A Pastor tries to relax
When I go on holiday, I pass through three stages.
Peter Baker | 08:05, Friday, 03 August 2012
Stage one is shock and awe. It takes me at least 48 hours to unpack emotionally. That's because I normally hit annual leave in the same way I hit most things: fast and furious.
There's little or no transition or adjustment period between life chapters. I don’t spend the days before a holiday deciding what to fold away into the suitcase or planning the details of a vacation itinerary. There's no slow disengagement from the routine pressures of deadlines or appointments.
In fact the opposite is the case. I cram more into those final hours before departure because I know I’m not going to be on top of the diary for a while. I'm aware of the need to sign off some of the unfinished agendas before I can relax in a deckchair and let the world go by.
Consequently, I go from very busy to nothing in seconds. I crash the gears, hit the brakes and come to a shuddering halt. But even then, when my body stops, my mind is still racing, processing feelings, impressions, conversations and action plans. And it's the overhang of these which create the second phase.
Stage two is flatline. I let go of the busyness which has shaped me for the previous weeks and months. Those hours filled with lung-bursting, energy-sapping meetings, the relentless sermon preparation, the unfinished writing projects, the strategic opportunities seized but now left suspended.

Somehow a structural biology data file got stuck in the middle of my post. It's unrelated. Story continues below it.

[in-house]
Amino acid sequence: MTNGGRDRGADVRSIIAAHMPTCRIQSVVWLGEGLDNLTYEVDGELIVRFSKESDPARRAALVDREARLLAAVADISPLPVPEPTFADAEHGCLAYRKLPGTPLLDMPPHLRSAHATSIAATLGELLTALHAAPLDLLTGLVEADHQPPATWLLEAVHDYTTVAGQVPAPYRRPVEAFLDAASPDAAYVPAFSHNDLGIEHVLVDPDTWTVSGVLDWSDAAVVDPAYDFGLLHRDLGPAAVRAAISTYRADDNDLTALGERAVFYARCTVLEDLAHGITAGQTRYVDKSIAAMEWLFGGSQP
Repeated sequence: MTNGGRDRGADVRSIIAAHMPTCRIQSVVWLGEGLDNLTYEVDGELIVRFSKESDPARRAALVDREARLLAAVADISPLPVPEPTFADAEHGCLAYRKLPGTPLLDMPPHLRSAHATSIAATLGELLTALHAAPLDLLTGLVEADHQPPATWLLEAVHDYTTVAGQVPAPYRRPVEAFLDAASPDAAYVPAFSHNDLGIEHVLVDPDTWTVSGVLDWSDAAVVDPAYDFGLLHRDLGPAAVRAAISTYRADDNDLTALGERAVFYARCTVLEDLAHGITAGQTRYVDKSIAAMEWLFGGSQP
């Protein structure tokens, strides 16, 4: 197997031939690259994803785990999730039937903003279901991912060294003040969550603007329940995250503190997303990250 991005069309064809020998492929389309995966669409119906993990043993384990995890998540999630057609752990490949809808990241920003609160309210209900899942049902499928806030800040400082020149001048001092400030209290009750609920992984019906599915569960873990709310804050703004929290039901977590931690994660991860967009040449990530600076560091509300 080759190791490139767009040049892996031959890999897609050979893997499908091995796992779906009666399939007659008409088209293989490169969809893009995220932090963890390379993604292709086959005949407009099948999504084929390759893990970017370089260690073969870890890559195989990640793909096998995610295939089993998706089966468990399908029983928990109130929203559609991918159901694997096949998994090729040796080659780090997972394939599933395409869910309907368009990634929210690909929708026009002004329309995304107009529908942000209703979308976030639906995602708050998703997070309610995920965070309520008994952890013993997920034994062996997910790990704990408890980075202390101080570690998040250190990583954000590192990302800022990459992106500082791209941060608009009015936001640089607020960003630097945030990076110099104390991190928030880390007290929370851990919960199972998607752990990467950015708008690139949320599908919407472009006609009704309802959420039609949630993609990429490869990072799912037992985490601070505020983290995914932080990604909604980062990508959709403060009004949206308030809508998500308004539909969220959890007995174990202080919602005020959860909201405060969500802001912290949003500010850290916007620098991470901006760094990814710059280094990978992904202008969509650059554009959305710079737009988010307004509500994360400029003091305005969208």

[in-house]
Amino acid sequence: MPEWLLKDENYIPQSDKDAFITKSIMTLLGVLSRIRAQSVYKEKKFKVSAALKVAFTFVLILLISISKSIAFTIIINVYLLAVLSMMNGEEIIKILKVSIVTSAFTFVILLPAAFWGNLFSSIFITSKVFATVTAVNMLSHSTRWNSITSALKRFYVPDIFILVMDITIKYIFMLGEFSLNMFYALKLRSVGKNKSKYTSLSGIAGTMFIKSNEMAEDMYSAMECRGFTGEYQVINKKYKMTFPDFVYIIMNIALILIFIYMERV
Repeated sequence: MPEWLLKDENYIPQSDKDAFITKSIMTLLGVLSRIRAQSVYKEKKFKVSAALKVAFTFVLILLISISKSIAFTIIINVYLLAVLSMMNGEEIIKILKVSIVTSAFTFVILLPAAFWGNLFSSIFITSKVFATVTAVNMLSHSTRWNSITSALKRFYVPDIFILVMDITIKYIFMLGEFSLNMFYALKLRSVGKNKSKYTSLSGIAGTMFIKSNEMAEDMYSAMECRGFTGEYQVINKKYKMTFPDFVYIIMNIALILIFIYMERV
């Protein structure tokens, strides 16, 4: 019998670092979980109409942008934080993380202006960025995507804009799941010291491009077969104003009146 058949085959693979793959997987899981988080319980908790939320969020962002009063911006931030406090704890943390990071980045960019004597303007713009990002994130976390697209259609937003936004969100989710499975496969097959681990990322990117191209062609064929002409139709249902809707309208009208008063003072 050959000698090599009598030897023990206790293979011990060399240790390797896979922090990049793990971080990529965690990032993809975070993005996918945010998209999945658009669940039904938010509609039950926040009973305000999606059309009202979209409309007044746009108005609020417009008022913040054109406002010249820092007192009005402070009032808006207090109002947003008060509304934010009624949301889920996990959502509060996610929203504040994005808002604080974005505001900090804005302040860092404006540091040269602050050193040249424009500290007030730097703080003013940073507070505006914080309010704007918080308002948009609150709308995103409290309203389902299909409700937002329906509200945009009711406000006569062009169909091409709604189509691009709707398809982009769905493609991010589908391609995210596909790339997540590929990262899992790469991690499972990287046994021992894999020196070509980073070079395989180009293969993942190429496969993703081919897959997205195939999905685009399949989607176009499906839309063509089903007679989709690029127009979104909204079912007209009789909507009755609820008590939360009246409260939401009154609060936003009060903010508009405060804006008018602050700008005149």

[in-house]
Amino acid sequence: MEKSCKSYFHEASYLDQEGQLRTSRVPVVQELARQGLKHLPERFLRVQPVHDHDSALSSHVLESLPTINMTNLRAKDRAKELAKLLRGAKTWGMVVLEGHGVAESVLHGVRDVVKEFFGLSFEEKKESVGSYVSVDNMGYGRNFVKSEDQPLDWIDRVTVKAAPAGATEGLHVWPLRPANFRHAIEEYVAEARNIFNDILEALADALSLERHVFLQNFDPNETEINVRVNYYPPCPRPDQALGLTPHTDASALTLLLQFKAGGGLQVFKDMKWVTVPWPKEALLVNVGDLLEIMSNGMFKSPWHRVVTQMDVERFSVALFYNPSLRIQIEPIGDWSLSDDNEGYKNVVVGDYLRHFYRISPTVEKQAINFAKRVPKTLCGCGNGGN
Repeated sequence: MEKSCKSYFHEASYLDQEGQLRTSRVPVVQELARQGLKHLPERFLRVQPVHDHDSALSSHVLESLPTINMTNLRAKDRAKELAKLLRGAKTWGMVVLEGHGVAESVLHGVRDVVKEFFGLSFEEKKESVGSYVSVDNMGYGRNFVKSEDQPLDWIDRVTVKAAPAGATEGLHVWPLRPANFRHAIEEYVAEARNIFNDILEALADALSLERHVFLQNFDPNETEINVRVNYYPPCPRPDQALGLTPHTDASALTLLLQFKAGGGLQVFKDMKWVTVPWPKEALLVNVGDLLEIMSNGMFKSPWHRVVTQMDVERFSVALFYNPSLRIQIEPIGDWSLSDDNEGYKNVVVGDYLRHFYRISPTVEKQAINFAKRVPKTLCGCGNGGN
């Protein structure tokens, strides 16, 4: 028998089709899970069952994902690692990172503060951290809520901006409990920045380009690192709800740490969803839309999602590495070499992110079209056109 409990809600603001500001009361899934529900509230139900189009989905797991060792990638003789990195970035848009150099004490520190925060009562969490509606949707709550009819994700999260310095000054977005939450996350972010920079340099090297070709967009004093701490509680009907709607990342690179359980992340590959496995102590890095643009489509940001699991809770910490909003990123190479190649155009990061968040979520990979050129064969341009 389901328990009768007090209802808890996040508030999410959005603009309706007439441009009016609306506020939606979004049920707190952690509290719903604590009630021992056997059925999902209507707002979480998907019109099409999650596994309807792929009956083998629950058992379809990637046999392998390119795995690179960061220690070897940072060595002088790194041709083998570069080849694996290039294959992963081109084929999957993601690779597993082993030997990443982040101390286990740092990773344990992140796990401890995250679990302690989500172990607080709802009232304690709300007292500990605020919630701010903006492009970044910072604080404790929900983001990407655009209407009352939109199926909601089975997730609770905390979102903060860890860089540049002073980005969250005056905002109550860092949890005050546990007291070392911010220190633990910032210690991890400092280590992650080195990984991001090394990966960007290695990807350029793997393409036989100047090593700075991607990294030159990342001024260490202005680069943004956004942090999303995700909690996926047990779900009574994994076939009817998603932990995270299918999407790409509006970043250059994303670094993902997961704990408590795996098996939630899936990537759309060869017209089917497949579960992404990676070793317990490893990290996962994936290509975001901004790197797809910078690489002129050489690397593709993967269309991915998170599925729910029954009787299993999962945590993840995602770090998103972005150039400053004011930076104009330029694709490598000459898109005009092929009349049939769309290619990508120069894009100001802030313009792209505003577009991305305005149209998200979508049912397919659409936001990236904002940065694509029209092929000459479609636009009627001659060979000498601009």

The initial emotional price I pay for such accelerated living is, in my case, disorientation. I reach for the next thing to do and find that there is a blank. Such an emotional and practical vacuum takes some getting used to.
Then a small identity crisis kicks in. Who am I now, without my weekly planner and sermon titles to conjure with? Like a lemonade bottle which has been opened for a few hours, it all feels tasteless and flat. There's no fizz. Life is still, but not in a good way. Stage two stillness is a restless quiet, a directionless pause. Such silence takes some interior reconfiguration.
And so to the arrival of stage three - the landscape of the soul.
Eventually, probably 72 hours and several ice creams later, I am chilled enough not to need to know the plans for the day. I stop writing mental to do lists. I put down the Post-It Notes to self.
A meal becomes less a fuelling station between projects and more a time to properly engage, to have unhurried conversation, to order a coffee to stay rather than take away. Now sleep is not a necessary inconvenience but a renewal therapy.
And in this final stage, the words of Christ, "Come to me all who are weary and heavy laden and I will give you rest", are no longer an introduction to the Communion service which I repeat for others to absorb, but a personal invitation to me. This is truth for my interior world, a pattern of living which I can adopt.
This inward look reveals in me a world too easily overtaken by activism, where the measure of holiness is too often the outcomes column of a performance-based faith.
Stage three is the red flag warning that my soul, which needs to find its deepest contentment in Christ, has surrendered limply to other voices and desires - impressions and impulses not necessarily wrong but altogether too dominant. It is the challenge of this final stage to turn down the volume of that kingdom of noise and let the King speak. To respond to His words and listen to His Spirit, not just in the final stage of holiday, but in every phase of normal living.